How the West stole democracy from the Arabs : the Syrian Arab Congress of 1920 and the destruction of its historic liberal-Islamic alliance / Elizabeth F. Thompson.
- 1 of 1 copy available at Bethlehem Area Public Library System.
- 2 of 2 copies available at Lehigh Valley Library System. (Show)
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|Location||Call Number / Copy Notes||Barcode||Shelving Location||Status||Due Date|
|Bethlehem Main Library||956.91 (Text)||33062009334765||New Adult Non-Fiction||Available||-|
- ISBN: 9780802148209
- ISBN: 0802148204
- Physical Description: xxvi, 466 pages, 16 unnumbered pages of plates : illustrations, maps ; 24 cm
- Edition: First Grove Atlantic hardcover edition.
- Publisher: New York, NY : Atlantic Monthly Press, an imprint of Grove Atlantic, 2020.
- Copyright: ©2020
|Bibliography, etc. Note:||
Includes bibliographical references and index.
"When Europe's Great War engulfed the Ottoman Empire, Arab nationalists rose in revolt against their Turkish rulers and allied with the British on the promise of an independent Arab state. In October 1918, the Arabs' military leader, Prince Faisal, victoriously entered Damascus and proclaimed a constitutional government in an independent Greater Syria. Faisal won American support for self-determination at the Paris Peace Conference, but other Entente powers plotted to protect their colonial interests. Under threat of European occupation, the Syrian-Arab Congress declared independence on March 8, 1920 and crowned Faisal king of a "civil representative monarchy." Sheikh Rashid Rida, the most prominent Islamic thinker of the day, became Congress president and supervised the drafting of a constitution that established the world's first Arab democracy and guaranteed equal rights for all citizens, including non-Muslims. But France and Britain refused to recognize the Damascus government and instead imposed a system of mandates on the pretext that Arabs were not yet ready for self-government. In July 1920, the French invaded and crushed the Syrian state. The fragile coalition of secular modernizers and Islamic reformers that had established democracy was destroyed, with profound consequences that reverberate still. Using previously untapped primary sources, including contemporary newspaper accounts, reports of the Syrian-Arab Congress, and letters and diaries from participants, How the West Stole Democracy from the Arabs is a groundbreaking account of an extraordinary, brief moment of unity and hope-and of its destruction"-- Provided by publisher.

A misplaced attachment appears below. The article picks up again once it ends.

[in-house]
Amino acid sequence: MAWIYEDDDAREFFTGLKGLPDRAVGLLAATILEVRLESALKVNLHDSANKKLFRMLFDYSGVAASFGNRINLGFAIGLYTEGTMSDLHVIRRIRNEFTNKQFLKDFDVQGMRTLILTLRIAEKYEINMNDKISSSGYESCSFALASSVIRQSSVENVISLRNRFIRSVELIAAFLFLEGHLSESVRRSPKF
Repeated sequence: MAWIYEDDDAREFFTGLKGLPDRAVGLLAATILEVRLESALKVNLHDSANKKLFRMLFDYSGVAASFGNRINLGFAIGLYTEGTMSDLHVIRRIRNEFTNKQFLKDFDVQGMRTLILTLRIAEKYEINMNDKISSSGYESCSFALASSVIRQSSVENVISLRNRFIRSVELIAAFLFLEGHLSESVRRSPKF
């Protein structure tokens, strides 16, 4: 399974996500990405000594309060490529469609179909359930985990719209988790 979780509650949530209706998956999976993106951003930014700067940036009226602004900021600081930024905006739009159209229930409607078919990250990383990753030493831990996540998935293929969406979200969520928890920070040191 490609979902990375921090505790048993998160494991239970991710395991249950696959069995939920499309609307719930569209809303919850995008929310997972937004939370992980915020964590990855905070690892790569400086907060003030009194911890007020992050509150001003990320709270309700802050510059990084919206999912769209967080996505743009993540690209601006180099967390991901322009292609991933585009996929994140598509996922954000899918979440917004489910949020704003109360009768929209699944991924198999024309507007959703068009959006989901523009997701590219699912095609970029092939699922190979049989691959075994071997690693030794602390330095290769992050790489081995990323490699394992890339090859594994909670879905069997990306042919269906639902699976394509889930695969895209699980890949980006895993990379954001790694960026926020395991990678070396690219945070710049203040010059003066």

Search for related items by subject
|Subject:||Muʼtamar al-Sūrī al-ʻĀmm (1919-1920)
Syria > History > French occupation, 1918-1946.
Arab nationalism > Syria > History.